Pizza is the universal food language. Though not popular in all countries, it is usually one of the first foods introduced to those who aren’t familiar with it. It is used as a bartering system for college students and teens alike. No event gets more attendance than one with free pizza! More often than not it is the standard backup or emergency food. When out of time, ideas, or the energy to make food, pizza always fills the space nicely.

I’ve been taught from a young age that pizza is somewhat of a treat, a special food. In Elementary school, we only had pizza on Fridays or at special events. It was pitched to us as though nothing could be more exciting than having pizza. My family, like many others had pizza night during the week and we would also get pizza on special occasions. I live in a tiny area between two small town’s in rural Pennsylvania, a place where pizza places are one of the only things of which we have more than one. If I had to estimate, I think I have eaten at all of them about more than 20 times. Pizza Hut, Dominoes, tiny family businesses, and even just places who have pizza as just a part of their menu.

Growing up in this environment, I didn’t really have pizza preferences. My family had their favorites, as did the other people that had grown up around the area. I usually didn’t care for any of the pizza places around, except for one: Grotto Pizza. “Grotto’s”, as it is more commonly known, is a popular chain of pizza stores around north east Pennsylvania. It’s pizza is concept, ingredients, and service are simple. They provide every combination of pizza you would expect on a menu of items that you picture accompanying pizza and sports and a lazy sunday. However, it was about 45 minutes away from my house and had a closer balance of pizza and sauce than anything than anything I had eaten at home. I liked it for it’s novelty of occurrence in my childhood. It was the biggest treat I had and therefore became the best.  Although, I can’t say I even enjoy Grotto’s that much anymore.

Getting older, traveling and experiencing pizza in many different places, I have learned to appreciate pizza as more than a treat but an item of food that should be flavorful, unique, fresh, and creative. Eating pizza should be it’s own experience and not just the twenty minutes you have to eat something with sauce and cheese in between jobs. I have come to love pizza for the individual story that comes along with each place, pie, and piece.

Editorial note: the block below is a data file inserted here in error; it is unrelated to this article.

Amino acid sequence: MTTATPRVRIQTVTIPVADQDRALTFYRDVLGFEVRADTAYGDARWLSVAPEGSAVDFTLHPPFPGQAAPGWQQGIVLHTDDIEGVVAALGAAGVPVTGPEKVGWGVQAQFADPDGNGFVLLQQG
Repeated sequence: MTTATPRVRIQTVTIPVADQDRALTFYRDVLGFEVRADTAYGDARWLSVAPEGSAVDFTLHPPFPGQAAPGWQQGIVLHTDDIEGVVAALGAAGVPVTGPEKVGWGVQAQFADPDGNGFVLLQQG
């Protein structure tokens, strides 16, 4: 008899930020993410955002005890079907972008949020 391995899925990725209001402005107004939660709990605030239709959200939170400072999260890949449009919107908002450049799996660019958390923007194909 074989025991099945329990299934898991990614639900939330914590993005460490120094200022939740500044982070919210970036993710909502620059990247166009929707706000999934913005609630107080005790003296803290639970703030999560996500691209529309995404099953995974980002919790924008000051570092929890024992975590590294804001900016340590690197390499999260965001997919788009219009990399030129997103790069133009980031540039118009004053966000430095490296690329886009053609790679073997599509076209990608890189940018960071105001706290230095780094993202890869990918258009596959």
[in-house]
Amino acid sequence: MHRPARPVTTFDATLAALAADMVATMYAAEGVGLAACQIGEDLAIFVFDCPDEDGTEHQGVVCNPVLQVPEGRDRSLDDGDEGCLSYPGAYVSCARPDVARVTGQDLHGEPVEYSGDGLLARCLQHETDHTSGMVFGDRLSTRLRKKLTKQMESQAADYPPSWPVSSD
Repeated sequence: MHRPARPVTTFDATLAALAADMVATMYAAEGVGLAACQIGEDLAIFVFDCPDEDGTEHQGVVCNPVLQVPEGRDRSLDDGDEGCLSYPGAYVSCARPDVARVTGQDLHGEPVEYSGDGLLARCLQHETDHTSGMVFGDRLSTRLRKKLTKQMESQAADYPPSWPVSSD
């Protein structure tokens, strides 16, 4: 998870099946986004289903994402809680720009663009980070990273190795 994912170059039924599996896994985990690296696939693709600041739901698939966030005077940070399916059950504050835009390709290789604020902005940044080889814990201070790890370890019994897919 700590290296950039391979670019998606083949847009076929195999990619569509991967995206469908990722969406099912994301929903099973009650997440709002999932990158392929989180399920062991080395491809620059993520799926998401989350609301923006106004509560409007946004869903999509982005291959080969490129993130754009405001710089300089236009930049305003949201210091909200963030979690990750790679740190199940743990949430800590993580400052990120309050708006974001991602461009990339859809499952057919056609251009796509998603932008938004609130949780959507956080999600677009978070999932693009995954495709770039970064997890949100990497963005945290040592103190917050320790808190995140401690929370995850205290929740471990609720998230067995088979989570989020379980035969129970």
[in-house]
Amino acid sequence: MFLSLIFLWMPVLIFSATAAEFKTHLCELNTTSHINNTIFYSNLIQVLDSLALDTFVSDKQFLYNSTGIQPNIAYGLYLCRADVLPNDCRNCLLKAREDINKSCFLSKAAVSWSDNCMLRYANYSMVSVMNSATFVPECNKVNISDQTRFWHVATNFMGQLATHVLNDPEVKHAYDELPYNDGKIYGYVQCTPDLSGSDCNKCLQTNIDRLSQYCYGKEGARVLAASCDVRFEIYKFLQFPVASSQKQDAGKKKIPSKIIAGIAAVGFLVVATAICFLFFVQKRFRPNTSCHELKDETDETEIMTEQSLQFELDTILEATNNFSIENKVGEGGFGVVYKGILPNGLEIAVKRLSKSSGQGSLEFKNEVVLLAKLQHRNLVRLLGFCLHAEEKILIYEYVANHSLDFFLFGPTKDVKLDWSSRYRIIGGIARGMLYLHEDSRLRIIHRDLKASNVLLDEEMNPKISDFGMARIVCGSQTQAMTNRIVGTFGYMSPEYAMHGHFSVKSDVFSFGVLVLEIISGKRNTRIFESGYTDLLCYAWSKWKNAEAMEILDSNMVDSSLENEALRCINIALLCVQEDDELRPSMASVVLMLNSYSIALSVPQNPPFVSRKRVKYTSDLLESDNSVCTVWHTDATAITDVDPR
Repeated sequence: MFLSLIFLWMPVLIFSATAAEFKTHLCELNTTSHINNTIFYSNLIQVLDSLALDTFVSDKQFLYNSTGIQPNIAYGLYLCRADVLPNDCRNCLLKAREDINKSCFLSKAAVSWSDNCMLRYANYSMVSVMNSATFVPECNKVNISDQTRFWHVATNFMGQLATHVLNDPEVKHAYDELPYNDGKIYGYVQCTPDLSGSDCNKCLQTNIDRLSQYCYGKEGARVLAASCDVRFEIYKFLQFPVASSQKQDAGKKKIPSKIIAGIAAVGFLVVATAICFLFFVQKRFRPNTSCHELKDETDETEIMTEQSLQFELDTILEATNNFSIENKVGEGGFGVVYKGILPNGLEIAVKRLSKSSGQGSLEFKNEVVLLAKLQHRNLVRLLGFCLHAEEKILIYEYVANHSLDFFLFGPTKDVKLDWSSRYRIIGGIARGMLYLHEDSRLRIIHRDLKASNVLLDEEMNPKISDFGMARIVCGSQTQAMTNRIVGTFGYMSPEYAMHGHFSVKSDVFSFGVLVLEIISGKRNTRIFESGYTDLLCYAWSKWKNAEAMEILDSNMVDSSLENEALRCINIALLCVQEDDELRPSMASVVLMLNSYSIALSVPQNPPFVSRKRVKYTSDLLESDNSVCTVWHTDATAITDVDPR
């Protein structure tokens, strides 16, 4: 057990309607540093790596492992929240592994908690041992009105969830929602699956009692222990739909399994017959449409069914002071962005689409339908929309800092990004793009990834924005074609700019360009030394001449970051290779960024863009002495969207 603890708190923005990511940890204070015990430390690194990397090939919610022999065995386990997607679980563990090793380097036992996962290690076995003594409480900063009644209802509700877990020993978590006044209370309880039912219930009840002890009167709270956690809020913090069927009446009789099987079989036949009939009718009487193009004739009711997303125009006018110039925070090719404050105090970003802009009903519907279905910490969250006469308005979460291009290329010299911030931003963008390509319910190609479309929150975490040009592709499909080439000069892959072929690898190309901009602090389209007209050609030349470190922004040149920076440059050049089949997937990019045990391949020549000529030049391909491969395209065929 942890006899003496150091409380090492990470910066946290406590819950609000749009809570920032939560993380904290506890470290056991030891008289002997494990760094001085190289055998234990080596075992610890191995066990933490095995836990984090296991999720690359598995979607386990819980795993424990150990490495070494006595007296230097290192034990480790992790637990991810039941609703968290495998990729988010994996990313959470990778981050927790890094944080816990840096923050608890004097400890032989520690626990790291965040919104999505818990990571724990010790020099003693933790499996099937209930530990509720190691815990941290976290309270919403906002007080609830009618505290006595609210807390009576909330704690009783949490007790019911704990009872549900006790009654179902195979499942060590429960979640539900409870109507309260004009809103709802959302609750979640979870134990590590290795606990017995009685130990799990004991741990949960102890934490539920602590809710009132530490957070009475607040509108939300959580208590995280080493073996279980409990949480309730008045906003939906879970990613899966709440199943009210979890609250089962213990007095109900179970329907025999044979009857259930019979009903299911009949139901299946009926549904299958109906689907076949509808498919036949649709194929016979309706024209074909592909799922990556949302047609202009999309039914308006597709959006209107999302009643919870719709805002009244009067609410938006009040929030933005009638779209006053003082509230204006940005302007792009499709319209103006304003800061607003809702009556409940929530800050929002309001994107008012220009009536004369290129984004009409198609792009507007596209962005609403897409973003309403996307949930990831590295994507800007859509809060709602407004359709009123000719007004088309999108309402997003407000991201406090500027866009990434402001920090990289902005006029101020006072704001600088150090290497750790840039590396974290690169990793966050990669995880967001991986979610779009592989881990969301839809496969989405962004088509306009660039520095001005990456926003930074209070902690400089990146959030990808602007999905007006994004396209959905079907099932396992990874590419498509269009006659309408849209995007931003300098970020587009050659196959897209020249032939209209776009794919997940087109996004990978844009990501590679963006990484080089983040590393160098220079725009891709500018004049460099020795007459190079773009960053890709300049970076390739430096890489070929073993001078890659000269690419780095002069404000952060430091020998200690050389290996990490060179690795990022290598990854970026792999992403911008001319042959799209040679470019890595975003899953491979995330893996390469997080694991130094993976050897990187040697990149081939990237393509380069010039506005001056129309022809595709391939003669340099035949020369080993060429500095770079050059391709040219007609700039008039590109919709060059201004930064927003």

In the past few months, I have had some great pizza adventures that have increased my love for the delectable food and has motivated me to continue finding more and better pizza. They are as follows:

Grimaldi’s –  Best pizza atmosphere

Grimaldi’s is located in DUMBO just by the river. It is one of the most famous pizza places in the city, which really is an accomplishment. You have to wait in line to enter, especially at peak hours. You can tell the staff has been there for years, making pizza so fast that I hardly realized they had finished. Every room is incredibly crowded, filled to the brim with Brooklyn accents, happy couples, and the clinking of home brewed specialty beers. It’s exactly how one would imagine people eat pizza in Brooklyn. Though I would have to say the pizza was nothing spectacular, I certainly felt at pizza home and was glad I had dragged my Australian friends there to show them a little about pizza culture in America.

Buckalew’s – Best surprisingly good pizza

Just before heading to Long Beach Island, I found out that I am allergic to gluten and can no longer have the wonderful crust I love so much. When in Buckalew’s, a local favorite pub/restaurant on the island, I inquired about gluten free options, the waitress more then highly recommended the establishment’s gluten free pizza. It turned out to be magically delicious. It had a vinaigrette based sauce, minimal cheese and a heaping pile of sauteed vegetables. I can only say it was much better than I expected. SO good, in fact, that I made all 7 of my friend’s try it and they concurred that it was better than most of the meal’s they had ordered. By far the best part of the pizza is that I really wasn’t expecting much from it. It was one of two gluten free options they had on a menu of mostly breaded things, but it really was tasty.

Pala’s – Best Pizza… possibly ever?

Pala’s is a hipster (with food allergies) dream. Tucked in one of the many streets of NYC’s Lower East side, Pala caters to the gluten free crowd, with all of their pies available on a gluten-free dough. My friend who brought me to Pala’s is a Pala fanatic and fellow gluten-free love who is recognized by the staff because she goes so often. Her expertise in choosing the eggplant pizza was invaluable and her love for the pizza, the friendly and helpful wait staff, and candlelit warmth of the restaurant made the experience all that much more enjoyable.

Jules Thin Crust – Best pizza chain

This one came highly recommended by my friend’s as a pizza hideaway from the world. There are several of them around the area and they aren’t really being unique but they make some great fresh pizza. They have a large variety of long rectangular thin crust pizzas. You get to pick which slices you would like so you can have lots of flavors for not a lot of money. They heat up the slices or can create you your own pizza with fresh toppings like arugula, edamame, all types of cheeses, buffalo sauce, eggplant and more. It’s quick service with fancy drinks or free water. You can’t go wrong with Jules Thin Crust.

Go out and have your own pizza adventure!

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